There are simulations of how GMR works here . It took IBM 10 years to take a Nobel-potential scientific discovery, do the technology research and design and launch a product. Most scientific discoveries take over 20 years to make it to market, in Great Britain they might never make it!
This slide, from a presentation about the Design Council's Humanising Technology Programme (now called Designing Demand )that I was part of, shows the challenge facing business in Britain to bridge the gap between science, technology and sustainable business success.
Although we have managed more than that 2%, driven by "The City" todays announcement by the chancellor flagged a slowdown. So how can design help connect sciencific intellectual property with the marketplace to benefit everyone involved?
There are two chasms that act as barriers to exploitation of science; the first is the transition from a discovery into a technology- GMR opened up a way to build much smaller magnetic heads, says Claude Chappert of the University of Paris-South. The discovery revolutionized consumer electronics.
"I think this triggered the common use of MP3 players," he notes.
The first people to realise the potential were Compaq's Systems Research Center and the Palo Alto Advanced Development group--essentially a bunch of engineers from Compaq's laptop division who realized that hard drives could replace flash memory in MP3 players and enable them to hold far more music. More details here.
The transition from technology into a useable product/service is the next chasm to be bridged... so creating the iPod is the result of many iterative experiments
Companies that are making the journey from left to right include
Ceres Power has used design to grow from a three-person research operation to a £144million company that’s set to launch a revolutionary domestic boiler powered by its fuel cell technology.
Newlands Scientific: A team of scientists knew their fledgling technology had potential, but needed a dedicated innovations partner to develop commercially viable products and create a sustainable brand.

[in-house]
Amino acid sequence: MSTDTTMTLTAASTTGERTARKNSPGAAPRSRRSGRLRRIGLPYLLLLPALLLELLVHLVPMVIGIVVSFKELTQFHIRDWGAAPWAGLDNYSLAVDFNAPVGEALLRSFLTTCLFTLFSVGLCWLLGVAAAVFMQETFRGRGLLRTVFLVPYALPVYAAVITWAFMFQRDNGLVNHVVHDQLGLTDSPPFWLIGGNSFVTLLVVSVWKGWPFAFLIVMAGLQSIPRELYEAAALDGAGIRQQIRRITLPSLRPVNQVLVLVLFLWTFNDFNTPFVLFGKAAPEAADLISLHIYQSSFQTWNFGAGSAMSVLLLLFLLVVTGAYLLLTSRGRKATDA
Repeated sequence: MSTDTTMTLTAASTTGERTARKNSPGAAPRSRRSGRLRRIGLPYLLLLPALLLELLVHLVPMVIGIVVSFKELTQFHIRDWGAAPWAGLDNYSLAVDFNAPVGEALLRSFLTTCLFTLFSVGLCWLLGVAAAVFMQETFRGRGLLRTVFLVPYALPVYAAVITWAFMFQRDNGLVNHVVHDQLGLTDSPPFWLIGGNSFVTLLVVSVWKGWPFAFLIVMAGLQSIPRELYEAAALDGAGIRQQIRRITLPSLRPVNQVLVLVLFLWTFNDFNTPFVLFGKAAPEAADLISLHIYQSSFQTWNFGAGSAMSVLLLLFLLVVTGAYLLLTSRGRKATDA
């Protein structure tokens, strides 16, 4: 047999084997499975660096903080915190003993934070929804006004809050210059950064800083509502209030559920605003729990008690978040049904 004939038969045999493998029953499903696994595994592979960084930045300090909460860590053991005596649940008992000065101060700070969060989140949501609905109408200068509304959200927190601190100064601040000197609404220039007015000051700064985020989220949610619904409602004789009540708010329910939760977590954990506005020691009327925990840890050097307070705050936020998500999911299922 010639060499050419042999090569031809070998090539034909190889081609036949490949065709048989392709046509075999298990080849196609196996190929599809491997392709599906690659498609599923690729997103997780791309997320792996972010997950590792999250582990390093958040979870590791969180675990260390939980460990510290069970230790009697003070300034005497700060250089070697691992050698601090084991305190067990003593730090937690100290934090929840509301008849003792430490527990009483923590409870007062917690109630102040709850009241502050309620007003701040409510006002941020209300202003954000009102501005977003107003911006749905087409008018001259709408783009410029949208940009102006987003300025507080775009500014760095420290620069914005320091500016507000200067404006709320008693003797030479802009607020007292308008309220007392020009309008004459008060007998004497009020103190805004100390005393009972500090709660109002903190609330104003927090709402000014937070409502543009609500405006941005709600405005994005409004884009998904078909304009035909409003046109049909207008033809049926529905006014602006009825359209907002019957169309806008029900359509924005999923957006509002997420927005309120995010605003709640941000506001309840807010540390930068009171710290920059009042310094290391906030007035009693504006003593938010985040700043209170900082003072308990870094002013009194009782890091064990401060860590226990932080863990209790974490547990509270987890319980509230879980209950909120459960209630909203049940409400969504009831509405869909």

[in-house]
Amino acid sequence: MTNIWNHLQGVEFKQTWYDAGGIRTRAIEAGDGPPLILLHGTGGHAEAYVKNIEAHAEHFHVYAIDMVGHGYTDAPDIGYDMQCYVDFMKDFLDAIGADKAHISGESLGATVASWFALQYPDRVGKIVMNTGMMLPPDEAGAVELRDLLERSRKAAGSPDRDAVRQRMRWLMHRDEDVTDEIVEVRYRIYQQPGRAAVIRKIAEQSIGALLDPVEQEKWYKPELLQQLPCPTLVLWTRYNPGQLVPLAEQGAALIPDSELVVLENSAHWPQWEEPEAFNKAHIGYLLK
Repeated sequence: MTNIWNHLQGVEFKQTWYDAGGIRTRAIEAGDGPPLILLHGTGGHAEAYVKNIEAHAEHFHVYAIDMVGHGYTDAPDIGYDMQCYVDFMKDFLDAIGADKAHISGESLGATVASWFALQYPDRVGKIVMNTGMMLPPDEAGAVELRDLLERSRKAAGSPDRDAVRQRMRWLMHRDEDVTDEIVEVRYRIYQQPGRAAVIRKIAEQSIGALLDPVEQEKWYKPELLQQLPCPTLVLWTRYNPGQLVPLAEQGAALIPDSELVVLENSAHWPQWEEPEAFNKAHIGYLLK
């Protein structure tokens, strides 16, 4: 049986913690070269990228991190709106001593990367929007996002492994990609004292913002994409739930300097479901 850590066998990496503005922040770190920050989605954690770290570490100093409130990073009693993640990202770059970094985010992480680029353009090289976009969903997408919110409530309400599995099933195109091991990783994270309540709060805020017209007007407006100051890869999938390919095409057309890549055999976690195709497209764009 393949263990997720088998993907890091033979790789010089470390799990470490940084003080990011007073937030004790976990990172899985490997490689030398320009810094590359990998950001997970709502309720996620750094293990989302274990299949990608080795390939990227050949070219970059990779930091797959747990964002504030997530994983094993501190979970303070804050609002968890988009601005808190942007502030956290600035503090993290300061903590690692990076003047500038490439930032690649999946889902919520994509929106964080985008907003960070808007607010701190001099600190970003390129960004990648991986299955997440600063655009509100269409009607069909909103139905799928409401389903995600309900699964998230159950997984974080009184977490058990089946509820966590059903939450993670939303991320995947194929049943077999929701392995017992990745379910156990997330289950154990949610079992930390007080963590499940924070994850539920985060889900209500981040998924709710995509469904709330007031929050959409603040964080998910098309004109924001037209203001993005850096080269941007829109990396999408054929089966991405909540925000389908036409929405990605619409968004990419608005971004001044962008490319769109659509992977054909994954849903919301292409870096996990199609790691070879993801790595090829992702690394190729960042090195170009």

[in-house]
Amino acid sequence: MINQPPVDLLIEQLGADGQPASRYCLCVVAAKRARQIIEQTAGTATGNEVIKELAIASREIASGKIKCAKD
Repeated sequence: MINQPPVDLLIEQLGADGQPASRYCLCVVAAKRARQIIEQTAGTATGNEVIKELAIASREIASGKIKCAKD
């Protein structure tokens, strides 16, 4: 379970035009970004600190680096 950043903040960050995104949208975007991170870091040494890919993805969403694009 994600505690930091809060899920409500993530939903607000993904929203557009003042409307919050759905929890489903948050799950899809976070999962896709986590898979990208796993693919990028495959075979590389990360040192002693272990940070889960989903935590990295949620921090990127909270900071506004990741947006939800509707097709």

Seven years on, Newlands Scientific has become FeONIC plc, a company with a strong, clearly defined brand that adds weight and coherence to its range of groundbreaking products.
Neither the successful branding of this new technology, nor the products developed to commercialise it happened overnight. Indeed, creating a clearly defined brand did not seem like a priority until quite a way into the commercialisation process, when suddenly there seemed to be a profusion of different names, brands, licensees and distributors all vying for attention. Read on
Peratech: SPACE robots are to use a remarkable material to give them touch sensitivity, enabling them to detect, measure and respond to a range of pressures from the "lightest touch to the heaviest hammer blow".
The contract for the National Aeronautics and Space Administration (Nasa) will help to boost the reputation of Peratech, a United Kingdom company that developed the unique technology. The agreement with Peratech means that Nasa will use award-winning quantum tunnelling composite (QTC) technology to give its robots touch sensitivity.
This is just one of 50 licensing deals that Peratech has arranged with other companies to use QTC technology since its launch three years ago.
The aspects that leap out as I read these stories are:
The way organisations successfully adapt and grow are culturally driven and the discipline of design gives them a greater chance of becoming successful earlier. The weaving of design into the culture is a challenging one but the positive results heavily outweigh the negatives, and would have to be faced upto eventually anyway. The social aspect of design is important as well as the constant search for the right solution that comes from having the right prototype in the right hands at the right moment. As I said above there are two transitions (chasms or barriers) One is the conversion of a scientific discovery into a technology; building the technology into something that will deliver innovative benefits to the person experincing it. That will do for now!
[picture from Apple.com]